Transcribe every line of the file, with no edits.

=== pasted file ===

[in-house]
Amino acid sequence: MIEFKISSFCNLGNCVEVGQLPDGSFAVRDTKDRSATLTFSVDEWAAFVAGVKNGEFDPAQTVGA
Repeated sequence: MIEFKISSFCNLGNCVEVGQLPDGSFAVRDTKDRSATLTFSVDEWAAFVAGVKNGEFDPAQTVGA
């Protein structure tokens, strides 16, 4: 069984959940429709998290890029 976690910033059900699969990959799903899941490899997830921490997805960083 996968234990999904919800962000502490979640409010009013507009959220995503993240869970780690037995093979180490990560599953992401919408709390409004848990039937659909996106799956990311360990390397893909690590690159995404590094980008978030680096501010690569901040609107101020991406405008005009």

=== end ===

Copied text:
[in-house]
Amino acid sequence: MIEFKISSFCNLGNCVEVGQLPDGSFAVRDTKDRSATLTFSVDEWAAFVAGVKNGEFDPAQTVGA
Repeated sequence: MIEFKISSFCNLGNCVEVGQLPDGSFAVRDTKDRSATLTFSVDEWAAFVAGVKNGEFDPAQTVGA
């Protein structure tokens, strides 16, 4: 069984959940429709998290890029 976690910033059900699969990959799903899941490899997830921490997805960083 996968234990999904919800962000502490979640409010009013507009959220995503993240869970780690037995093979180490990560599953992401919408709390409004848990039937659909996106799956990311360990390397893909690590690159995404590094980008978030680096501010690569901040609107101020991406405008005009």